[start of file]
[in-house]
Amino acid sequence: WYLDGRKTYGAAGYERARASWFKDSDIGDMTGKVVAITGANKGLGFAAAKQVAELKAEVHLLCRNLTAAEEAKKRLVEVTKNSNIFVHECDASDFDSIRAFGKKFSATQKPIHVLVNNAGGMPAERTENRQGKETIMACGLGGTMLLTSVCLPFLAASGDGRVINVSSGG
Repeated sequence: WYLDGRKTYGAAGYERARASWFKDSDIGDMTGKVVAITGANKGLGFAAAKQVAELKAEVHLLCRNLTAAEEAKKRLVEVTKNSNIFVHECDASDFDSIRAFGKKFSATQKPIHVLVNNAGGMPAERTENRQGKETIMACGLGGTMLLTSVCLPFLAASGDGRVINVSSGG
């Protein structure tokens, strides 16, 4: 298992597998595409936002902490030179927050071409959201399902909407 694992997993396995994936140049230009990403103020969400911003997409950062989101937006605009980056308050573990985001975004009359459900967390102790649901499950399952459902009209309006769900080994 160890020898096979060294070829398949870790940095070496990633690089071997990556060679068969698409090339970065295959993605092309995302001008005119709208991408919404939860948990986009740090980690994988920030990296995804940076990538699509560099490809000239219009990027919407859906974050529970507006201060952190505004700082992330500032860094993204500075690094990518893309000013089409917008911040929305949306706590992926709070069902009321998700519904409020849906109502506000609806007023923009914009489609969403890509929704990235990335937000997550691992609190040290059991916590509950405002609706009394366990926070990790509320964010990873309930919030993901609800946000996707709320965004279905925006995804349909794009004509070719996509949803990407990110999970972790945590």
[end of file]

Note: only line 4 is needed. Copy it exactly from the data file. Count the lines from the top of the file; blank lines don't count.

């Protein structure tokens, strides 16, 4: 298992597998595409936002902490030179927050071409959201399902909407 694992997993396995994936140049230009990403103020969400911003997409950062989101937006605009980056308050573990985001975004009359459900967390102790649901499950399952459902009209309006769900080994 160890020898096979060294070829398949870790940095070496990633690089071997990556060679068969698409090339970065295959993605092309995302001008005119709208991408919404939860948990986009740090980690994988920030990296995804940076990538699509560099490809000239219009990027919407859906974050529970507006201060952190505004700082992330500032860094993204500075690094990518893309000013089409917008911040929305949306706590992926709070069902009321998700519904409020849906109502506000609806007023923009914009489609969403890509929704990235990335937000997550691992609190040290059991916590509950405002609706009394366990926070990790509320964010990873309930919030993901609800946000996707709320965004279905925006995804349909794009004509070719996509949803990407990110999970972790945590």